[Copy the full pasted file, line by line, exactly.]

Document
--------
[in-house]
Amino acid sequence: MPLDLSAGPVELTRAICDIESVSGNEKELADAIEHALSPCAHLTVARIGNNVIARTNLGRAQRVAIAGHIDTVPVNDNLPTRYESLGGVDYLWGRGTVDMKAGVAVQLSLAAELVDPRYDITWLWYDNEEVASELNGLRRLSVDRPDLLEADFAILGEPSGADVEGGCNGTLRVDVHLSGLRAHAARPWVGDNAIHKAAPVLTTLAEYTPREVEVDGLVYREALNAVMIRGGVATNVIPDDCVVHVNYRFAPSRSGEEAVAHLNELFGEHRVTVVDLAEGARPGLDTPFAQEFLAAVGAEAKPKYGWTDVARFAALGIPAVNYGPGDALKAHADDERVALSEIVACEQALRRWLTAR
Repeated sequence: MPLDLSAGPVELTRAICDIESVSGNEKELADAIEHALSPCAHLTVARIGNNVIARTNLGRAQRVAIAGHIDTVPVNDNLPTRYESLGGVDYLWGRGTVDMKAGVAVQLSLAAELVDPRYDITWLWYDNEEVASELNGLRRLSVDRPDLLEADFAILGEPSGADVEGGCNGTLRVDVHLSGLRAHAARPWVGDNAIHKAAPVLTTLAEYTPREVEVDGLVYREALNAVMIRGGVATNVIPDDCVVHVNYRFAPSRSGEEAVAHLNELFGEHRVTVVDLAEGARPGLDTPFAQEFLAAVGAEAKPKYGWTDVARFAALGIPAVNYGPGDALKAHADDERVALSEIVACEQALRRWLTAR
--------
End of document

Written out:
[in-house]
Amino acid sequence: MPLDLSAGPVELTRAICDIESVSGNEKELADAIEHALSPCAHLTVARIGNNVIARTNLGRAQRVAIAGHIDTVPVNDNLPTRYESLGGVDYLWGRGTVDMKAGVAVQLSLAAELVDPRYDITWLWYDNEEVASELNGLRRLSVDRPDLLEADFAILGEPSGADVEGGCNGTLRVDVHLSGLRAHAARPWVGDNAIHKAAPVLTTLAEYTPREVEVDGLVYREALNAVMIRGGVATNVIPDDCVVHVNYRFAPSRSGEEAVAHLNELFGEHRVTVVDLAEGARPGLDTPFAQEFLAAVGAEAKPKYGWTDVARFAALGIPAVNYGPGDALKAHADDERVALSEIVACEQALRRWLTAR
Repeated sequence: MPLDLSAGPVELTRAICDIESVSGNEKELADAIEHALSPCAHLTVARIGNNVIARTNLGRAQRVAIAGHIDTVPVNDNLPTRYESLGGVDYLWGRGTVDMKAGVAVQLSLAAELVDPRYDITWLWYDNEEVASELNGLRRLSVDRPDLLEADFAILGEPSGADVEGGCNGTLRVDVHLSGLRAHAARPWVGDNAIHKAAPVLTTLAEYTPREVEVDGLVYREALNAVMIRGGVATNVIPDDCVVHVNYRFAPSRSGEEAVAHLNELFGEHRVTVVDLAEGARPGLDTPFAQEFLAAVGAEAKPKYGWTDVARFAALGIPAVNYGPGDALKAHADDERVALSEIVACEQALRRWLTAR